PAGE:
Photo of an unfinished pool in the process of being tiled with an Industry Trend label in the upper left corner

Summer’s just around the corner, the time of year when homeowners start thinking about the benefits of a swimming pool. Recent industry data has shown that pool construction has grown steadily in the past few years, with over 16,000 pool contractors operating in the country. 

“Every year this far, our business has doubled, and I think industry-wide, we’ve seen numbers that have never been seen before,” said Michael Armstrong, owner of A&J Pools in Pennsylvania.

But those pool contractors may want homeowners to temper their expectations: “…when you come in here, it’s going to be mid-summer next year before you are swimming. That could be a hard pill to swallow,” said Phil Woody of American Pools and Spas in Florida.

Just like every other corner of the construction industry, pool construction is taking a hit from major supply chain problems. With pools, this sometimes means that only certain small elements of the construction are hard to find — but when it comes to building a pool, those small elements can also be the most crucial. 

“Tile that is sitting in barges off the coast — so, tile that you should be able to have — it’s shipped, it’s here, but not here. It becomes an issue,” Woody noted.

These supply chain problems aren’t just holding back current work, but they’re keeping contractors from accepting work, too. 

“You know, in our case, we had to scale back our pool installations,” Armstrong noted. “You know, I could sell 100 pools, but I can’t necessarily do that in a year, so we kind of scaled back to keep the customers happy.”

Complications like these put even more pressure on contractors when it comes to payment and profitability, especially when 48% of contractors reported seeing supply chain issues as a threat to growth and success. 

Related coverage: Florida Couple Charged with Fraud in Pool Construction Scheme

Construction lien rights on pools are variable

Generally, payment protection works the same for pool contractors as it does for other contractors, as in-ground pools are permanent improvements that can be the subject of a mechanics lien. However, at the same time, payment and payment protection for pool contractors can be tricky, and some states have complicated contract and payment requirements for these companies.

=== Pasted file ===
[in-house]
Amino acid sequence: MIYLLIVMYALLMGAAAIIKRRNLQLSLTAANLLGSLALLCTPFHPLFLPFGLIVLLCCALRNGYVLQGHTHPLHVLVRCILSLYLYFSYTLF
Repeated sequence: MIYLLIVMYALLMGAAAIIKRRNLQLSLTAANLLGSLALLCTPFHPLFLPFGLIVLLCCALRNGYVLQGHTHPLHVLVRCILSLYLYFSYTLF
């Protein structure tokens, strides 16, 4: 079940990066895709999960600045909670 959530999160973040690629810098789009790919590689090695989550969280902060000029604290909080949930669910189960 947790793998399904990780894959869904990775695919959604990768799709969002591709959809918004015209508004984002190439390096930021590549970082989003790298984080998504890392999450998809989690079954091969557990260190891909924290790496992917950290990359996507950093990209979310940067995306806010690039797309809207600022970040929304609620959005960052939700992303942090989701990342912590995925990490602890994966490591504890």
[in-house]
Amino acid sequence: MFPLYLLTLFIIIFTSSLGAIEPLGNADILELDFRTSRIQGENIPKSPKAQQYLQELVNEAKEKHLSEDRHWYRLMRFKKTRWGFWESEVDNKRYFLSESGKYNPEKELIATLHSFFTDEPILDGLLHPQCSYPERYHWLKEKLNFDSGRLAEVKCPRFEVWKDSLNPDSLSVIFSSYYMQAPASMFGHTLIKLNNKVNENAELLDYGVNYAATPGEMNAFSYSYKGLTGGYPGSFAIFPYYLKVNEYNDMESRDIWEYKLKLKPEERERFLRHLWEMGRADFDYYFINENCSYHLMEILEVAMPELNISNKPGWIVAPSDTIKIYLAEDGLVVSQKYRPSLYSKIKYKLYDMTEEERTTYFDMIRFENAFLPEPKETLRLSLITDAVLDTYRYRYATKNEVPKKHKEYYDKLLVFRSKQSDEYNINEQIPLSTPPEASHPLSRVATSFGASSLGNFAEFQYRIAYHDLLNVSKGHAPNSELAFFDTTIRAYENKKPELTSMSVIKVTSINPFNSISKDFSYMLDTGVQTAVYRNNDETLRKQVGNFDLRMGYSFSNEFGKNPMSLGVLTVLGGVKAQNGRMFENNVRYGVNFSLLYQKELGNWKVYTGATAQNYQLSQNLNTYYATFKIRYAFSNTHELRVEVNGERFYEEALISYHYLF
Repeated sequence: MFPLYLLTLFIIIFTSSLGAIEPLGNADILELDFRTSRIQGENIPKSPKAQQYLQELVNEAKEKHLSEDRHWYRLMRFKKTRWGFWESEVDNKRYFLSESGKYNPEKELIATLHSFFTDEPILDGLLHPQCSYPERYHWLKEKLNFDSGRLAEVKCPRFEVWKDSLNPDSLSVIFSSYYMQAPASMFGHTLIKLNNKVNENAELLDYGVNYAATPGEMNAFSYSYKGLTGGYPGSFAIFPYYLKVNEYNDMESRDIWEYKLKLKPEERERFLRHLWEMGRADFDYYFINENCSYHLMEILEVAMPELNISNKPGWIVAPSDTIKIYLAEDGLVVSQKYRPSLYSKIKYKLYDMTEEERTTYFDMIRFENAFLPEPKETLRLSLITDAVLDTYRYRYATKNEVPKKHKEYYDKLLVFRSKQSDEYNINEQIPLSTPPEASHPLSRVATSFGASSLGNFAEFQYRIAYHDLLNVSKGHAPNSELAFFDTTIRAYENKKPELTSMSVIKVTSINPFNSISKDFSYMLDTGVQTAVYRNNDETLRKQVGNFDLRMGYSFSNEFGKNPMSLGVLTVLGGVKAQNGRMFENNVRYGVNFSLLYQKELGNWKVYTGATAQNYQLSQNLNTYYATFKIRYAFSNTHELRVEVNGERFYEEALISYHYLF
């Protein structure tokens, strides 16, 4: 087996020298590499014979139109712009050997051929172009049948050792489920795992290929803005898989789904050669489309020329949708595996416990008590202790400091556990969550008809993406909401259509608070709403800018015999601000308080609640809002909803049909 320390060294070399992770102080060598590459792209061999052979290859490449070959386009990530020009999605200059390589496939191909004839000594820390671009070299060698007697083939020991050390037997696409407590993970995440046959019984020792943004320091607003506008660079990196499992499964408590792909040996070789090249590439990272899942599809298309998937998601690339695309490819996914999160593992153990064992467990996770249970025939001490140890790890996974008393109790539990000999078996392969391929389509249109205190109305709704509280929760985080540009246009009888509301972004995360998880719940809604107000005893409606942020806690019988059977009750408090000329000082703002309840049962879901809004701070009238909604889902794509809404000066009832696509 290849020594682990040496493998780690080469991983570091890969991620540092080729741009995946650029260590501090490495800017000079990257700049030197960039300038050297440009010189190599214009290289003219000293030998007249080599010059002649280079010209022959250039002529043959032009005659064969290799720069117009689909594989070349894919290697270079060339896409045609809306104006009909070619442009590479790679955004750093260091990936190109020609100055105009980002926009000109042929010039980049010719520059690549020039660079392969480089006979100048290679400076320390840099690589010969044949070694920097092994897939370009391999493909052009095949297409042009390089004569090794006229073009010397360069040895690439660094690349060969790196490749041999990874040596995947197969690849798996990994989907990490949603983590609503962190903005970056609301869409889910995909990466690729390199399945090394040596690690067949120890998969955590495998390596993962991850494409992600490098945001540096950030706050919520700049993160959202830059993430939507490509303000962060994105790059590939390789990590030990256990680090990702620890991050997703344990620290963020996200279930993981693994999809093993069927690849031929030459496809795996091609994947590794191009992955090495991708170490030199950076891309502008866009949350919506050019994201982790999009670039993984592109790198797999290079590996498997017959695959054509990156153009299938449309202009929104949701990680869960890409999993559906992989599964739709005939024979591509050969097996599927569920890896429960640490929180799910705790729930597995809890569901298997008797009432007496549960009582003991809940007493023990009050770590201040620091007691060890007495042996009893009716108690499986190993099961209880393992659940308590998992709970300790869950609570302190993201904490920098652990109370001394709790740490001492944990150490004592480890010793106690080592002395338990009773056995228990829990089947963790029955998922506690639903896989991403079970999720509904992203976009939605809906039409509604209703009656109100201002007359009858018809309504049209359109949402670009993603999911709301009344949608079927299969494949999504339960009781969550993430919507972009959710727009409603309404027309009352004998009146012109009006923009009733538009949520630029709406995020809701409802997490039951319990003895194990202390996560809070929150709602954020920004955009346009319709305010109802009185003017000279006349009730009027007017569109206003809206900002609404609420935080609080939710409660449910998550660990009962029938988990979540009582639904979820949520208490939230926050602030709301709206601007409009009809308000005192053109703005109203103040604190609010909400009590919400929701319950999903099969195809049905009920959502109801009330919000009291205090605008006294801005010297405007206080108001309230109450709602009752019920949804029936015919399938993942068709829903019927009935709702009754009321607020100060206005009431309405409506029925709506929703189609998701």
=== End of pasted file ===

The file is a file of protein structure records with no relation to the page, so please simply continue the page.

For example, in Arizona, pool contractors are required to be paid in four separate payments consisting of a down payment and three additional progress payments — leaving plenty of opportunities for a dispute to arise before final payment has been made.

The state’s requirements show how damaging failing to properly follow contract rules can be for these types of contractors, as well: Failure to follow the contract requirements of ARS §32-1158.01 can result in the suspension or revocation of a company’s contractor license.

Given the fact that pool contractors sometimes operate in the divide between permanent and impermanent improvements to a property, it can complicate their mechanics lien claims as well. 

“Generally, mechanics lien rights are available to those who provide labor or materials that permanently improve real property. Work that doesn’t provide a substantial, lasting improvement to property —such as regular maintenance — will typically not give rise to lien rights,” notes construction attorney Matt Viator. “When a claimant files a mechanics lien that doesn’t have a valid basis, such a lien could typically be challenged and removed from the property.”

Matt Viator

Matt Viator 

5 years experience
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All of these complications can really add up for a pool contractor — a small margin of error can mean bankruptcy, which the industry has seen more and more in recent months. 

In December 2021 a Connecticut pool contractor filed for bankruptcy, causing a bit of controversy with several customers who were reportedly left with unfinished pools on their properties. Additionally, at the end of April 2022, two Florida pool contractors filed for Chapter 7 bankruptcy over less than $50,000 in liabilities — one with only $18,665 — while Texas pool contractor Fluid Commercial Pools followed with a Chapter 7 filing in May.

“It’s important to understand, to be compassionate with retailers, the builders. A lot of the time, their hands are tied,” noted customer Robert Arago. 

“Given the realities facing the industry, customers don’t have much of a choice — if you want a pool in 2022, it’s likely going to be bogged down in the supply chain morass. There’s not much to think about. That is reality,” added potential customer Timothy Beveridge.

“Everybody’s doing the best they can, but there are so many things that are back-ordered…we’re trying to do what we can or at least get you by with what we have,” Armstrong said.

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